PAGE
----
By Dr. Lawrence Jacobs
In 1994, the FDA approved Lasik and PRK (PhotoRefractive Keratectomy) in the United States. Doctors in Canada were the first to perform these procedures in 1987. I was one of the first doctors in Colorado to assist my patients through their decision, education process, and care after the laser procedure.
Patients would ask if I had the Lasik procedure on my own eyes. At that point, technology had not quite caught up to how bad my prescription was. I have worn glasses since the first grade and contact lenses for astigmatism since eighth grade. In the 90’s, we could do most nearsighted prescriptions and up to two units of farsightedness. My prescription had four units of farsightedness. So I had to wait. In my opinion, it seems that Dentists have bad teeth; Eye Doctors have bad eyes… It’s the Psychiatrists that you have to worry about!
After I had helped thousands of other patients with their laser procedures, Alcon developed a new laser, the Allegretto. This laser is able to go up to six units of farsightedness. The Allegretto has many advantages over other lasers. Less actual laser time produced a better profile near the edges of the cornea and therefore less distortion after surgery. With this new advanced technology, I finally had a possibility of getting the procedure myself.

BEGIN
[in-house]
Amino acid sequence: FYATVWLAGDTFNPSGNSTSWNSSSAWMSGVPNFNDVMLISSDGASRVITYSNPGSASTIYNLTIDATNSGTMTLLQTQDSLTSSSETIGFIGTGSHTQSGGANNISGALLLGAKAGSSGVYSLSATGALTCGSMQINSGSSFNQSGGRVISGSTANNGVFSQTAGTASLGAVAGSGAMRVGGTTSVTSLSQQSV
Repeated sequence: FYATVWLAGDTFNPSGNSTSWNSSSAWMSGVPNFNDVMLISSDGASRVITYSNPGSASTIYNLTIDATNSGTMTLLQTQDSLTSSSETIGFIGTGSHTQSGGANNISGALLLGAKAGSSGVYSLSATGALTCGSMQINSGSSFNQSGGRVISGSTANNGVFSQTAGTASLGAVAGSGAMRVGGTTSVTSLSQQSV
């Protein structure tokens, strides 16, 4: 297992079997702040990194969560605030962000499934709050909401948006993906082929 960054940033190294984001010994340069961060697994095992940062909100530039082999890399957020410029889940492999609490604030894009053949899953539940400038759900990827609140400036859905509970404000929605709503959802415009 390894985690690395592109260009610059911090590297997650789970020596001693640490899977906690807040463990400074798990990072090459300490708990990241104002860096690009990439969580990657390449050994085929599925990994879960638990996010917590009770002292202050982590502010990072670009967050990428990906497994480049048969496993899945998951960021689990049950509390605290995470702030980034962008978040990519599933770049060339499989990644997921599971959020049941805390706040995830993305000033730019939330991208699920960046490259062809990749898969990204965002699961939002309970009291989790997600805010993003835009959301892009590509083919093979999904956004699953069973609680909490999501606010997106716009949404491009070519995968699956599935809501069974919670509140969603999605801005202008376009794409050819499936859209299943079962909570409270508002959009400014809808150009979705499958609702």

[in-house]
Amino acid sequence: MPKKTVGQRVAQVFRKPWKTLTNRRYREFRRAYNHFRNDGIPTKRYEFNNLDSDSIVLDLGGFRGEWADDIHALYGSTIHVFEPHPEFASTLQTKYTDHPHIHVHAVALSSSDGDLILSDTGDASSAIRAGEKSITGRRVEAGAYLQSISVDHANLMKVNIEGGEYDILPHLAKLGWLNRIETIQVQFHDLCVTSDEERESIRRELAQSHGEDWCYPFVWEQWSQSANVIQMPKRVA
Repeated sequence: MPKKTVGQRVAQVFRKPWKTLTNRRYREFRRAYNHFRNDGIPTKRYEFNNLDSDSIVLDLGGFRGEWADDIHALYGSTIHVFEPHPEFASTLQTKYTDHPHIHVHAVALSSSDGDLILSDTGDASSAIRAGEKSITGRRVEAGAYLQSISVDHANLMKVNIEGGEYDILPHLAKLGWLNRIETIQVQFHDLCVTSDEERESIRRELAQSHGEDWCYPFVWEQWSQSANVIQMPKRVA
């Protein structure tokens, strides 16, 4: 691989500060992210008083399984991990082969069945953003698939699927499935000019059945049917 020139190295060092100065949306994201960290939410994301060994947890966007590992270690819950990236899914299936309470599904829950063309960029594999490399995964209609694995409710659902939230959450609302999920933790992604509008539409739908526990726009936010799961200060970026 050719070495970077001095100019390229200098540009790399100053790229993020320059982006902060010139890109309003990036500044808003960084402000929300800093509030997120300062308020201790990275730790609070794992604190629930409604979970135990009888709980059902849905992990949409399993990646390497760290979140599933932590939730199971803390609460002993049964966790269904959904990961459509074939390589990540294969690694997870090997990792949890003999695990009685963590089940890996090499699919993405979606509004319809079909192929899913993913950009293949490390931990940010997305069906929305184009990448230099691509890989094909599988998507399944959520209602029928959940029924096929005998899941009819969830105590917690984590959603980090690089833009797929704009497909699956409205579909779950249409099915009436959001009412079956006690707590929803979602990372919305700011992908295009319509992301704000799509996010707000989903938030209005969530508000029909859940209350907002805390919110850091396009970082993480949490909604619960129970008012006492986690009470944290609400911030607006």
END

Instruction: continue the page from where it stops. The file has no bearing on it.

After a few measurements with the Allegretto software, I discussed my options with my associate, Dr. Quinton and with Dr. Jackson, the optometrist at the laser center. My cornea was the right shape to have the procedure! Now the decision was to choose which laser procedure was right for me, Lasik or PRK?
With Lasik, the surgeon creates a corneal flap and then applies the laser, producing results in just one day. With PRK, the laser is applied to the front surface of the cornea without creating a flap, which takes longer to heal and yields final results in about two months. There are pros and cons with either procedure. I knew that PRK would take more patience, but I really wanted the best and most safe results I could obtain. I decided on PRK because of my family history of retinal detachment and glaucoma.
I wanted the procedure completed between golf and ski season. On August 24th 2012, I arrived at the surgery center. The surgeon, Dr. Johnson and his staff were very professional and friendly. As I lay looking up, Dr. Johnson talked me through each step of the procedure. It was like watching a movie from the camera’s perspective and my eye was the movie screen. The front part of my eye was prepared, the laser fired for 20 seconds, my eye was cleaned and a bandage contact lens was put on for me. I just laid there squeezing my stress/distraction ball. The other eye went through the same thing. I did not feel any pain during the procedure. After 40 seconds of the laser working, I sat up and I could see across the room. It was not completely crisp vision, but a whole lot better than 20 minutes ago!
Check in next week for part 2 of my Laser Eye Surgery story